How to Create Great Studio Lighting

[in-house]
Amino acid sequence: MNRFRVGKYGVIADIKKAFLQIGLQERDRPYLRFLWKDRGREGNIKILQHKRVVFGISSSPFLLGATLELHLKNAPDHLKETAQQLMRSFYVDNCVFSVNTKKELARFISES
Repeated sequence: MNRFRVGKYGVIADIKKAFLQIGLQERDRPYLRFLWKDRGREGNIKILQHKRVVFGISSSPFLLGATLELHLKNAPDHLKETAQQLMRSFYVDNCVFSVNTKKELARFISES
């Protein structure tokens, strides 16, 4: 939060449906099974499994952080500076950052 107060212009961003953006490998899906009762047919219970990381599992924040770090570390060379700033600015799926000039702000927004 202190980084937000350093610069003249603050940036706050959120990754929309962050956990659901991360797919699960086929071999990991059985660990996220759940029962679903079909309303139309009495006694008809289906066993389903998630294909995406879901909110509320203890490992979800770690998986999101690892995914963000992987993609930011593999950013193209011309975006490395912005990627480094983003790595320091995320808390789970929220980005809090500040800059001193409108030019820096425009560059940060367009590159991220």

Studio lighting is a technique in 3D that was taken from traditional photography and cinematography. Typically in photography a studio light setup consists of a simple white backdrop in a room without any windows so no sunlight can come in. This allows complete control over the 3D lighting and numerous different lights are set up to perfectly illuminate the subject in a pleasing and non distractive way. Its typical purpose is to present a product or a portrait in the best possible way. Studio lighting can be seen in just about every photograph in a magazine, whether it's a product display or portrait. For example, go to your favorite burger place and look at the menu, the burgers always look better in the picture don't they? Well if you were to get a behind the scenes look, you would see an elaborate studio lighting setup with numerous lights perfectly placed just to illuminate this one burger. With using a studio lighting approach you have complete control over your lighting and how it should be displayed in your render. When needing to showcase something you want it to have no distractions for the viewer, which means dark areas, bright spots or deep shadows. The viewer should be able to see exactly what it is that is being shown to them. Studio lighting in 3D is basically the same as it is in photography except in one you are using virtual lights and a virtual scene and the other can easily cost into the thousands for a good studio light setup. Remember that using a studio light setup is not necessarily the best approach for all of your projects, especially when needing to illuminate your scene in a more realistic way by using a directional light to mimic the sun. Studio lighting is great for something like product visualization, a character bust or an automotive rendering, something that is going to be a still image, and needs to be showcased in the best way. So first determine if your project would benefit from this type of lighting approach. Tips for Setting Up Proper Studio Lighting One of the first steps for setting up your studio lighting for your scene is to create the studio backdrop. This serves the same purpose as the photographer's white backdrop. It doesn't need to be fancy, just a simple backdrop for your product to sit on. A great way for setting this up is using a NURBS plane because it is smoother than a polygon object. Once created, a simple bend deformer can be added to curve the plane upward creating a nice smooth backdrop. A common technique for setting up studio lighting is to use the three-point lighting approach. By establishing these three lights in your scene you can have a great place to start from and build upon. Keep in mind that three point lighting is typically set up using three spot lights, but don't be afraid to use a different light type, like an area light to achieve the look that you want, and to properly illuminate the subject. Since studio lighting is all about making the product look better, working with studio lighting is a great time to take advantage of a linear workflow. This will allow you to achieve a better and more consistent lighting. A linear workflow simply allows the lighting information to be properly displayed on your monitor and display it closer to what the human eye sees. To learn more about setting up a linear workflow check out this tutorial on linear workflow rendering strategies in Maya. When you are setting up your studio lighting and beginning to fine tune it, make sure you are happy with your camera angle that you have. Most times with studio lighting, it is set up in such a way so that it only looks correct in this one view. As soon as you adjust your camera angle so too will your lights need to be adjusted accordingly, so to avoid this make sure you have established a proper camera angle that best showcases the product. By default most light types in a 3D application will have no decay rate set for them. Meaning it will be just as bright on an object three feet away as it would for an object 500 feet way. This is obviously very unrealistic to what we see in the real world where the further light travels the less intense it is. Make sure you utilize the light decay rate options for your light sources so your render will be properly lit in a realistic way. When it comes to studio lighting there is really no limit or magic number to how many lights you should use for your setup. The purpose is to be able to display your subject so there are no distractive shadows, or dark spots, etc. If that means adding more lights to get rid of these areas, then don't be afraid to do so. As long as it looks good in the render that's all that matters. An important thing to remember when adjusting the lights in your scene is that the light levels should be relatively even in the render. You don't want some lights too intense to where some areas on the model are blown out, or too low to where some spots are too dark. In the above image, you can see that the render on the left is blown out, and your eye automatically goes to the areas of intense brightness. The image on the right has been leveled out, with the light being distributed evenly throughout the render, showcasing the entire product, and not putting emphasis on just one area, which is what you want when it comes to these types of product renders. When you need to render a product visualization or just want to create a nice looking render, try a studio lighting approach. To learn more about setting up great studio lighting check out this Studio Lighting Techniques in Maya tutorial. Keep learning with more 3D lighting posts and 3D lighting tutorials.